Due diligence. You might have heard that term before.

In essence, it’s taking the time to check and checking is something every journalist knows about.

If you don’t check the facts, then you have no right to the call yourself a journalist — and you may soon be called to account.

There’s always someone out there ready to set the story straight, or in the worst case scenario — you and/or the company you work for could be sued.

Ouch!

So, it came as something of a surprise to read story after story this week trumpeting imminent arrival of Toyota’s first electric car.

Not a hybrid, not a hydrogen-powered fuel cell, but an honest to goodness plugin battery electric vehicle — which until now has been conspicuously absent from its lineup.

In fact, we’re told, the Japanese carmaker has plans to launch a whole family of BEVs by 2025, starting with the bZ4X Concept vehicle featured.

The thing is . . . this isn’t Toyota’s first rodeo.

Let’s not forget the C-HR EV that went on sale 12 months ago in China.

Unveiled at the 2019 Shanghai motor show, it too was credited as Toyota’s first electric vehicle.

Then there’s the controversial RAV4 EV produced from 1997 to until 2014 and built in partnership with Tesla.

It was available under a lease program, from 1997 to 2003.

A total of 1484 electric RAVs were leased and/or sold in California to meet the state’s zero-emissions mandate.

Production of the second generation RAV EV, from 2012 to 2014, was limited to 2600 units — and again confined to California. 

A total of 2489 units were sold.

That’s close to 4000 electric vehicles all up that Toyota put on the road over a 17-year period.

After the lease program many people did not want to give back the cars and offered to buy them from the company.

But wait, there’s more . . .

Then there was the e-Palette concept in 2018, an automated electric minibus; the Camatte in 2012, an EV with customisable body panels to teach kids about cars; MOB in 2010, an electric open-top race car made from organic materials; and the piece de resistance, the tiny EV2 way back in 1973 — which begs the question: was there an EV1?

You can argue the toss about whether they’re real cars or not, but you can see what I’m getting at — the bZ4X is not Toyota’s first electric car and some mention of these vehicles might have been made?

Moving on, and it could be another five years before we see an electric Toyota in Australia, a country that has shown no great love for EVs — or the Government for that matter.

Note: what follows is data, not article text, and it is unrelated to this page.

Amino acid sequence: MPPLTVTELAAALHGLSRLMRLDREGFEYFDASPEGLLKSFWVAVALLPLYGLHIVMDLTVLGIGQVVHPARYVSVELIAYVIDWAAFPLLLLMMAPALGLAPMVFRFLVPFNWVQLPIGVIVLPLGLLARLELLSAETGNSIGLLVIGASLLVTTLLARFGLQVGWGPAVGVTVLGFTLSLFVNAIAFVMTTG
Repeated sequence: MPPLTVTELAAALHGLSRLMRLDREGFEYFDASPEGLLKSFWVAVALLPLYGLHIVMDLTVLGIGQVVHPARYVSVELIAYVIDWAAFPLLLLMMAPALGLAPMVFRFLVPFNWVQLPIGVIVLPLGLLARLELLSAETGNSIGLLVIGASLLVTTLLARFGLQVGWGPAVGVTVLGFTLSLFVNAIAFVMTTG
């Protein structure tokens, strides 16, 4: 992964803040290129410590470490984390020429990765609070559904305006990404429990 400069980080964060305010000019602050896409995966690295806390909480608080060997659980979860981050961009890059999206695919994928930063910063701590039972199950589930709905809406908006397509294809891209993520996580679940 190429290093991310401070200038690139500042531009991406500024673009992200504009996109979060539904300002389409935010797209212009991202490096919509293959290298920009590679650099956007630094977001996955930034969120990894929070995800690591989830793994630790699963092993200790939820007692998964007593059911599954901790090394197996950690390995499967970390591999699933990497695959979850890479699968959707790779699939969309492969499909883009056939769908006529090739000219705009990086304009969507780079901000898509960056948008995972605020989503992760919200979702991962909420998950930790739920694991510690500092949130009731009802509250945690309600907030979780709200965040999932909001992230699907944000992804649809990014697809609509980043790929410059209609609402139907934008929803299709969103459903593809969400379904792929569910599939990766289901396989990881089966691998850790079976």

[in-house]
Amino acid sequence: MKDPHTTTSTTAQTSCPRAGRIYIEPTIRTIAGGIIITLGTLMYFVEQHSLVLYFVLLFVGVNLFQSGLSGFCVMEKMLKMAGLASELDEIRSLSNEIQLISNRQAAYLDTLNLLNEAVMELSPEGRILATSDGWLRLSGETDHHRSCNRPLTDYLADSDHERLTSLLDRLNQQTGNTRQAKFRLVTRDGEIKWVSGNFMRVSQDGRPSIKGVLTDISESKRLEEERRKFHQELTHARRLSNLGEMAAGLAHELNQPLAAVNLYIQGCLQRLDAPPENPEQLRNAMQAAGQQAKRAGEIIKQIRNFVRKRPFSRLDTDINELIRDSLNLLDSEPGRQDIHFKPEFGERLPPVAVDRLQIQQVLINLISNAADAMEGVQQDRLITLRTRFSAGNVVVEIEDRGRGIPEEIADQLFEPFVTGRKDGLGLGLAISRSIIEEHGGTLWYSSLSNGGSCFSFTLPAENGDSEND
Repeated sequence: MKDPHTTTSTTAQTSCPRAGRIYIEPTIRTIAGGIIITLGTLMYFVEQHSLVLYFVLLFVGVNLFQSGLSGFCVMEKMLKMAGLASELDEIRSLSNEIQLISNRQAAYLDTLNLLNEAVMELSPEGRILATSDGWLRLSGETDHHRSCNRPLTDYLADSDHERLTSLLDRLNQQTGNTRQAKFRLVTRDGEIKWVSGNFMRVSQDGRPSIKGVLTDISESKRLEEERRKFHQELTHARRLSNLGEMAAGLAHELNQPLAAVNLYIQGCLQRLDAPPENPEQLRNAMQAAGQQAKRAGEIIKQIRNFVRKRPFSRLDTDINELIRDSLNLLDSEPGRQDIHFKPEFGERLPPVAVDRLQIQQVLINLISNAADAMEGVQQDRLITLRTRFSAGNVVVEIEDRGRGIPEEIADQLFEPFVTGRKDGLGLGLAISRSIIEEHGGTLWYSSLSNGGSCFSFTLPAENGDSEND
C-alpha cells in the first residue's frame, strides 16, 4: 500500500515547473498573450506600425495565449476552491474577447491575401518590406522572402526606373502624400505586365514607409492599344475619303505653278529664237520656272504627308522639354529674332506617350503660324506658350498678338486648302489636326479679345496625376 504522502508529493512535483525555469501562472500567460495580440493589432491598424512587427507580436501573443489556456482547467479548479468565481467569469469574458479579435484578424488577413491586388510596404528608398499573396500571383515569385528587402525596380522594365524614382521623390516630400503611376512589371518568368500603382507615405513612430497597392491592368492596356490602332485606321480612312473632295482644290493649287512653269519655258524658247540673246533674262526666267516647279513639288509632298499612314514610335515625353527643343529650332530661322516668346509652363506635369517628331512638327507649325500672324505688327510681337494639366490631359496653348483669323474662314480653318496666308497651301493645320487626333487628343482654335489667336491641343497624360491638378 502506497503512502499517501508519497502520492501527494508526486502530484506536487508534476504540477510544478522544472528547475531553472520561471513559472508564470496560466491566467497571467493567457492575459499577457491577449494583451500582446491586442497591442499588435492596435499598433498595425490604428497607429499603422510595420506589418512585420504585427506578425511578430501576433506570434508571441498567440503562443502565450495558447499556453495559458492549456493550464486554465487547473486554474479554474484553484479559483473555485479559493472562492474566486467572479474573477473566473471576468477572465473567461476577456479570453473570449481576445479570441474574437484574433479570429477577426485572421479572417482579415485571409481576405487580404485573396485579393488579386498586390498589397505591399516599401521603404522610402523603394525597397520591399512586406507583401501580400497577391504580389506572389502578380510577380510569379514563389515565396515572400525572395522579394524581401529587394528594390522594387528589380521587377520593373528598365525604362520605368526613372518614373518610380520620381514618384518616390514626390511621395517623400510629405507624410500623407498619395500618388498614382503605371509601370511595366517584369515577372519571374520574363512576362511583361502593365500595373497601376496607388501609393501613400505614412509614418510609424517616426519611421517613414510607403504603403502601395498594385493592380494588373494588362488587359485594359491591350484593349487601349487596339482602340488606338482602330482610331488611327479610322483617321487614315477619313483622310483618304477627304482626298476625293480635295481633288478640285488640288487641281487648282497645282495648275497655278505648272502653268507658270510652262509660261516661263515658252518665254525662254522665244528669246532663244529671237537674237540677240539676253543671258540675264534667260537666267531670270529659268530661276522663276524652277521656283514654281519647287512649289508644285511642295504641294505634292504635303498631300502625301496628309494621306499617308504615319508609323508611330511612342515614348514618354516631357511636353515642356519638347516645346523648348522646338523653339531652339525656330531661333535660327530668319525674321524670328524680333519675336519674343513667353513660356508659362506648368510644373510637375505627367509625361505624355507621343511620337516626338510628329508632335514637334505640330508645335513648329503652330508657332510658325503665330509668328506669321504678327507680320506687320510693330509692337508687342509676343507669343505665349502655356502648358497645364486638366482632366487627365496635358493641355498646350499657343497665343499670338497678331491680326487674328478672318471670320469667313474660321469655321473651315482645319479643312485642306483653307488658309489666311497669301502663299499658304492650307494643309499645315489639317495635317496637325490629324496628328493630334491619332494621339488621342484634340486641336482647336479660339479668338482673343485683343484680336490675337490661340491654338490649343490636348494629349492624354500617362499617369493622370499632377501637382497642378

Speaking at the at Shanghai Motor Show, Toyota said there will be seven ‘bZ’ models launched globally by 2025, starting with the bZ4X.

bZ by the way stands for ‘beyond Zero’ and highlights the direction the company is taking towards a range of future electrified powertrains, including BEV.

This latest electric gee-up, follows the launch of the All-New Mirai Fuel Cell Electric Vehicle here (Hydrogen) and recent opening by Toyota of Victoria’s first commercial grade Hydrogen refuelling station.

Toyota Australia has “pledged” its commitment to this strategy, confirming it will introduce the Toyota bZ4X battery electric vehicle, “with timing to be confirmed closer to launch.”

Toyota Australia boss Sean Hanley said that adding the first battery electric vehicle to its range builds on the company’s approach of providing a variety of powertrain options, while reducing emissions.

Further ‘bZ’ series vehicles will be “considered” and introduced as appropriate for Australia in due course, expanding Toyota’s electrified vehicle choices, he added.

“Our approach reiterates Toyota Australia’s absolute commitment to reducing its CO2 footprint and the adoption of new technologies across our extensive range of vehicles, whilst recognising the different practical needs of Australian customers and geographies,” he said.

“Offering a number of powertrain choices to suit customer needs is essential.

“Globally, Toyota has more than 20 years of proven design and development experience in electrified powertrains.

“We will continue to evaluate the market in Australia and strive towards increasing to a powertrain mix that includes a form of electrification across our vehicle range by 2030, excluding GR and performance models,” Mr Hanley said.

Toyota currently offers 55 electrified models of one kind or another globally, from passenger cars to commercial vehicles, including the iconic Prius hybrid and derivatives.

By 2025, the Toyota global line-up will be expanded to approximately 70 models of all electrified vehicles, including HEV, PHEV, BEV and FCEV — including 15 BEVs.

So, there you go!

 

CHECKOUT: Toyota RAV4 Hybrid: The power to impress

CHECKOUT: Toyota promises hybrid supercar

Powerful stuff: Toyota promises seven EVs

Riley

Chris Riley has been a journalist for almost 40 years. He has spent half of his career as a writer, editor and production editor in newspapers, the rest of the time driving and writing about cars both in print and online. His love affair with cars began as a teenager with the purchase of an old VW Beetle, followed by another Beetle and a string of other cars on which he has wasted too much time and money. A self-confessed geek, he’s not afraid to ask the hard questions - at the risk of sounding silly.
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